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Table of contents
1.
Introduction
2.
Blob access tiers
3.
Considerations of different Tiers
4.
Demonstration
5.
How to Change the Storage Tiers in Azure Blogs
6.
Azure Storage Tiers
7.
Steps to Switch Between Storage Tiers 
8.
Automated Lifecycle Management
9.
Improve Data Tiering and Storage Efficiency
10.
Frequently Asked Questions
10.1.
What's the distinction between Azure blob storage and Azure file storage?
10.2.
What is the purpose of Blob storage?
10.3.
What is the meaning of the term "blob storage"?
10.4.
Is an Azure blob the same as an S3 bucket?
11.
Conclusion
Last Updated: Mar 27, 2024

Azure Blob Storage Tiers

Author Aditi
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Leveraging ChatGPT - GenAI as a Microsoft Data Expert
Speaker
Prerita Agarwal
Data Specialist @
23 Jul, 2024 @ 01:30 PM

Introduction

Azure Blob Storage aids in the creation of data lakes for analytics and provides storage for the development of solid cloud-native and mobile apps. Reduce expenses by storing long-term data in tiered storage and flexibly scaling up for high-performance computing and machine learning workloads. In this article, we will learn in detail about the Blob Storage Tiers of Azure. This blog will also walk you through how to transition between different Azure storage tiers based on your data's lifespan so you can get the most out of your cloud storage investment.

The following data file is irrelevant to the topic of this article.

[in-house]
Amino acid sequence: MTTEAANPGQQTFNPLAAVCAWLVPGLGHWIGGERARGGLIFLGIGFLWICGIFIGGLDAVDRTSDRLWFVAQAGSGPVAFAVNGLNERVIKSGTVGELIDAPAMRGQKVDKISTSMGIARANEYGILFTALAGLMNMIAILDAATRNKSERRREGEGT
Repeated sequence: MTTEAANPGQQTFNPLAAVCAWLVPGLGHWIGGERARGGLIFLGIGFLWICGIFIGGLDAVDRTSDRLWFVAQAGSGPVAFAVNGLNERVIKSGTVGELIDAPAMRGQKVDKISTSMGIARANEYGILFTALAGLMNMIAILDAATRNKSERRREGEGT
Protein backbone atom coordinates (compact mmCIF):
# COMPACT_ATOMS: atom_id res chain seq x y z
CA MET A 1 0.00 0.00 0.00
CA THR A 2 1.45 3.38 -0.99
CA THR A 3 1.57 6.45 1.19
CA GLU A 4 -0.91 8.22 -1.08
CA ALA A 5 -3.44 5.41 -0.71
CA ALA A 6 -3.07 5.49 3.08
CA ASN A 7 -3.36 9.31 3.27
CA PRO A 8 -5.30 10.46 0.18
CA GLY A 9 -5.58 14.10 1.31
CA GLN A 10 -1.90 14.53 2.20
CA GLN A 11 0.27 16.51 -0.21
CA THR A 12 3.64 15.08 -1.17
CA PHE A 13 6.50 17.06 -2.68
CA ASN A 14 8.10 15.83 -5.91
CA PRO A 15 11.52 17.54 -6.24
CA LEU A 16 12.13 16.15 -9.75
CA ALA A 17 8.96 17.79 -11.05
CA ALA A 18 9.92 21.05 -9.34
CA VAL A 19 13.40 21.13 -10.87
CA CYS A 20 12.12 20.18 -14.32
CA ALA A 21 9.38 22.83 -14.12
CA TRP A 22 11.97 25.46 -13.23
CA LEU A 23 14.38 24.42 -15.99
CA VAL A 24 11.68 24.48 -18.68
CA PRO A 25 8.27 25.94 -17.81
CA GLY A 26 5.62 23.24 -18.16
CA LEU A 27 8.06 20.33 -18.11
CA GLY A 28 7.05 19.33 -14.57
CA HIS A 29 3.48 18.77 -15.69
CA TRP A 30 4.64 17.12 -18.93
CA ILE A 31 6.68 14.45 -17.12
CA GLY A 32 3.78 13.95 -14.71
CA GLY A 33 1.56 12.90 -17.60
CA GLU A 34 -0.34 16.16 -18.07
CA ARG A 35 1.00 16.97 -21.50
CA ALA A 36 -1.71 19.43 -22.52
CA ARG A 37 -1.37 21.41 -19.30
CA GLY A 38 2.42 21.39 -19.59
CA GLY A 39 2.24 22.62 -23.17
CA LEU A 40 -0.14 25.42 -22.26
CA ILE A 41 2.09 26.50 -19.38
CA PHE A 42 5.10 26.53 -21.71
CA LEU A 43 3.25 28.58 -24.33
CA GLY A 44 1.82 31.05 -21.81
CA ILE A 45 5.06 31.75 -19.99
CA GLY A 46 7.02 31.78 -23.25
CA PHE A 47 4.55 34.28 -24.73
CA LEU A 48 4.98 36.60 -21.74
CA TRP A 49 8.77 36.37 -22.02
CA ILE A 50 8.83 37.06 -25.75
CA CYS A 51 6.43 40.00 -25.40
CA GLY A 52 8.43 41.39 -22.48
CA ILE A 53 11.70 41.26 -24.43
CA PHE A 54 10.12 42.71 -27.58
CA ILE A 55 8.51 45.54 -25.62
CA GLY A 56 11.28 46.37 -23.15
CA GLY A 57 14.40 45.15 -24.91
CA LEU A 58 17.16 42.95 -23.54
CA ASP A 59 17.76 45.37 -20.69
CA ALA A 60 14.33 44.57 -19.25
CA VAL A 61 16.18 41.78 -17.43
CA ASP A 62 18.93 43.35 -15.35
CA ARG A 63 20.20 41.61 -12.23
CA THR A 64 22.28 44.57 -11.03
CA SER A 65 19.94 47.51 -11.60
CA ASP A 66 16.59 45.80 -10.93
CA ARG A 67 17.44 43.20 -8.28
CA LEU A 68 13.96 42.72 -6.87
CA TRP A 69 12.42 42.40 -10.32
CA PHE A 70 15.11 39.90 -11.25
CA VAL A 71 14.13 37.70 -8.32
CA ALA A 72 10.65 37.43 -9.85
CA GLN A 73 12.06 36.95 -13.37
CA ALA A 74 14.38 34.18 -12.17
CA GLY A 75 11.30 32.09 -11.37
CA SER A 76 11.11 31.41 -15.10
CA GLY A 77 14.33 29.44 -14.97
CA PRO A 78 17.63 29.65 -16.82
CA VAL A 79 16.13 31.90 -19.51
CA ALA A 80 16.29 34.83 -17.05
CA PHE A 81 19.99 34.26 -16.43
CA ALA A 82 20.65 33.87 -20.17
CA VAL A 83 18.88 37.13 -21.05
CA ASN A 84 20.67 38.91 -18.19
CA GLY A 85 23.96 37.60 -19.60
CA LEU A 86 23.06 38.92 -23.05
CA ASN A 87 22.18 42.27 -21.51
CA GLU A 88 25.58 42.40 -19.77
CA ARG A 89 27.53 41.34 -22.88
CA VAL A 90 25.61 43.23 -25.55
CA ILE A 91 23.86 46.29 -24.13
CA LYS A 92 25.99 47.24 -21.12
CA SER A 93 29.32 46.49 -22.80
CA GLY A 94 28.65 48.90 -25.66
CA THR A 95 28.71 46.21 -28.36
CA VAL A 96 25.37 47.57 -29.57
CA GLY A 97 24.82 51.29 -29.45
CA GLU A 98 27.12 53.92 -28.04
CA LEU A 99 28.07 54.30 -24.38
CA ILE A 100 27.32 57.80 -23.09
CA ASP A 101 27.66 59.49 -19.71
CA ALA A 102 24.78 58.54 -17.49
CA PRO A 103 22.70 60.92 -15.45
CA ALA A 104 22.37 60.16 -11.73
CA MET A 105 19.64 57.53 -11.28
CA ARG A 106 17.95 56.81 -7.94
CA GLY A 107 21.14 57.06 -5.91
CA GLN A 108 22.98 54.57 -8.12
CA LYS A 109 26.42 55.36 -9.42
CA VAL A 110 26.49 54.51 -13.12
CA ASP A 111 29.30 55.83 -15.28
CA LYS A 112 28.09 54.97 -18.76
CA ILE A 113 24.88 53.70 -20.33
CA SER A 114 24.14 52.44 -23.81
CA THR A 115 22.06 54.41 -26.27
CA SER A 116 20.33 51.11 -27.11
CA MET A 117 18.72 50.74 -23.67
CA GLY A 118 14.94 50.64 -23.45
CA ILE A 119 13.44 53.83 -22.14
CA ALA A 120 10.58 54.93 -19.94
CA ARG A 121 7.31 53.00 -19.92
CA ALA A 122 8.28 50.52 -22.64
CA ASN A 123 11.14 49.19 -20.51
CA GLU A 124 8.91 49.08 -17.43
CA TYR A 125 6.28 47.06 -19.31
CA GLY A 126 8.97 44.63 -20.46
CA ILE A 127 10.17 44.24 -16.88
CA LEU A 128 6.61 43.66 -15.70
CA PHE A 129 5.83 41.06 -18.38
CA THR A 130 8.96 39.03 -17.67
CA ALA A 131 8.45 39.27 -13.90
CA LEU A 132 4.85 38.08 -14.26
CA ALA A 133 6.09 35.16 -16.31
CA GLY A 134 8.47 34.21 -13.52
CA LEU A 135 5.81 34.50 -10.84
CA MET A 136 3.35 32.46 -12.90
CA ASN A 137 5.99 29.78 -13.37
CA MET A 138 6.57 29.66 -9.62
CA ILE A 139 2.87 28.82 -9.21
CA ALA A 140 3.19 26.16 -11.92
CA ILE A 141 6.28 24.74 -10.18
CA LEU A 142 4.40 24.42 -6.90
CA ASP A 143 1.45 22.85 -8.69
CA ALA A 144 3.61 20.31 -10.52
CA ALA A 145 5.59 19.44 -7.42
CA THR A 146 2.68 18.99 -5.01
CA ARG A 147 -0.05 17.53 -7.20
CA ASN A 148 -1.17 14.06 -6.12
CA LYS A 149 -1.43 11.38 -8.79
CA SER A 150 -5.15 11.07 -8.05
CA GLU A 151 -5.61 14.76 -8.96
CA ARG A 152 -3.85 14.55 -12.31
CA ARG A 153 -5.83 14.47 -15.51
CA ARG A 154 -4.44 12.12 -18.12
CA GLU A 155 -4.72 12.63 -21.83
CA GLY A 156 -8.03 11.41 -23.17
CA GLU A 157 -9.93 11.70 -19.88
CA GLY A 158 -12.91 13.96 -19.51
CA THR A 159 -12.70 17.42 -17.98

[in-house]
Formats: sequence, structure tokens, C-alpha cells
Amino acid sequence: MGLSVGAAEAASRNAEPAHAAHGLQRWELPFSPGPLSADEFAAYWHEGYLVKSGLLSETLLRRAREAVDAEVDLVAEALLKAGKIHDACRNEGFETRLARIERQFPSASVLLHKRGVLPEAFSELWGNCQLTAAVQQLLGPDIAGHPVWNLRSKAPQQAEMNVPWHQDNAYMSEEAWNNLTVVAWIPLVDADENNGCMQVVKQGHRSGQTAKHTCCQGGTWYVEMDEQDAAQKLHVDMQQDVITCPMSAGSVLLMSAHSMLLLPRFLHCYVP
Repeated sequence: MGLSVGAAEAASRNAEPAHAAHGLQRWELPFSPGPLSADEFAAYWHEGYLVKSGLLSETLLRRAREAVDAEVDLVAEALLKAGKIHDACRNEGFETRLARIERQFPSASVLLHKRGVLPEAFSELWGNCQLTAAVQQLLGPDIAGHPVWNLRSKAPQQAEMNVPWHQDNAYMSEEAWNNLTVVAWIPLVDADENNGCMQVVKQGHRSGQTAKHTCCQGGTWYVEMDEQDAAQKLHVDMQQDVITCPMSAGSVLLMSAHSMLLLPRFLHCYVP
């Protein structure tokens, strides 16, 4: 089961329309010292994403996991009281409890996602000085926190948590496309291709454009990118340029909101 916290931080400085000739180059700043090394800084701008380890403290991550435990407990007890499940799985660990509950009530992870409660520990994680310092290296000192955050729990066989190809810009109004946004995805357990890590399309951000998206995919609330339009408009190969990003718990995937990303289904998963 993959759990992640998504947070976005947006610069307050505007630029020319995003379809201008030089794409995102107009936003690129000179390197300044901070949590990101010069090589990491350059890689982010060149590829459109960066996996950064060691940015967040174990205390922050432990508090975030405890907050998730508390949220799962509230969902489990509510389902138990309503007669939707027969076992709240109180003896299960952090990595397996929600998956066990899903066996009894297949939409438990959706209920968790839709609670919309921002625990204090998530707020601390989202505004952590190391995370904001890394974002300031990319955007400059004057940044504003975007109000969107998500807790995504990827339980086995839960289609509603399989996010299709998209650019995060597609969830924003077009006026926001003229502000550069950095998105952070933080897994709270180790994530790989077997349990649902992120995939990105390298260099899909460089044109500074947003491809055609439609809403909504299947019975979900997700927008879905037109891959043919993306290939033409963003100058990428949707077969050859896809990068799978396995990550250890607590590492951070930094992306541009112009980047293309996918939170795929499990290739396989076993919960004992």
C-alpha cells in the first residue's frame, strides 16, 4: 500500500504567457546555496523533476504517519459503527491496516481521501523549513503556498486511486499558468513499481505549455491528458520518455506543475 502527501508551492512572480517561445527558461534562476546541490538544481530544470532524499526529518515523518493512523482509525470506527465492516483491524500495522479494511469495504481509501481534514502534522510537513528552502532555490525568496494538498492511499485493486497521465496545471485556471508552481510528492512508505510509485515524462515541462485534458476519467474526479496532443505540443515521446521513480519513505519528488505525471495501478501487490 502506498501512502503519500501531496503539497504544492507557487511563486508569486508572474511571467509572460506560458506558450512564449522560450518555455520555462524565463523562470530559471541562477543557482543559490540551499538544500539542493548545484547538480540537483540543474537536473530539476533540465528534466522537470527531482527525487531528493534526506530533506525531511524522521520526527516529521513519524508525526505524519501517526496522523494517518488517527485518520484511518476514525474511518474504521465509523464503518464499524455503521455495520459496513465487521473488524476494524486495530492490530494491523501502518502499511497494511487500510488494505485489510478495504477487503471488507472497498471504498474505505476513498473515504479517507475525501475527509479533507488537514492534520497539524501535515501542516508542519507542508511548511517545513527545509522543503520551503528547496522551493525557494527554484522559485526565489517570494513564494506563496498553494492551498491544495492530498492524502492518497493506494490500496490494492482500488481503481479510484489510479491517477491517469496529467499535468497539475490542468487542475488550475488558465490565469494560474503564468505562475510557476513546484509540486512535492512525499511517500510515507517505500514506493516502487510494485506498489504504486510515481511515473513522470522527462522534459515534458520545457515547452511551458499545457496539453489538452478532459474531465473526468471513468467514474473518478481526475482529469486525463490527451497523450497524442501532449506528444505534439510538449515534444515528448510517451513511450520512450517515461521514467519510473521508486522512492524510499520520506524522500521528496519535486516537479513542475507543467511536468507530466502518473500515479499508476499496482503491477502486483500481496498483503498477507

Let's dive into the article to get more information about Azure blob storage tiers.

Blob access tiers

Blob access tiers are something to be aware of.

 Data on the cloud has the potential to grow at an exponential rate. It's helpful to arrange your data based on criteria like frequency of access and scheduled retention time to control expenditures for your rising storage needs. Data on the cloud can vary depending on how it's generated, processed, and accessed throughout its lifecycle. Throughout its existence, some data has been actively accessed and updated. Some data is accessed frequently early in its life, but as the data ages, access decreases dramatically. Some data sits dormant in the cloud, rarely, if ever, retrieved after it's been saved. Azure provides many access levels to satisfy these various access requirements, which you can use to balance your storage expenses with your access requirements.

Different access tiers for your blob storage are available in Azure Storage, allowing you to store object data in the most cost-effective way possible. Tiers of access are offered, including:

  • Hot access tier: It is designed to store regularly accessed data (for example, images for your website).
  • Cool access tier: It is designed for data viewed infrequently and kept for at least 30 days (for example, invoices for your customers).
  • Archive access tier: For data that is infrequently accessed and archived for at least 180 days with flexible latency requirements, this tier is appropriate (for example, long-term backups).
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Considerations of different Tiers

For the various access tiers, the following considerations apply:

  • Only the hot and cool access tiers can be changed at the account level. At the account level, the Archive access tier isn't available.
  • You can set the hot, cool, and archive levels at the blob level during or after upload.
  • Cool access data can tolerate slightly lesser availability, but it still requires excellent durability, retrieval latency, and throughput, much like hot data. Compared to hot data, somewhat reduced availability service-level agreements (SLAs) and higher access prices are acceptable trade-offs for cheaper storage costs for cool data.
  • Archive storage saves data offline and has the lowest storage costs but the most expensive rehydration and access costs.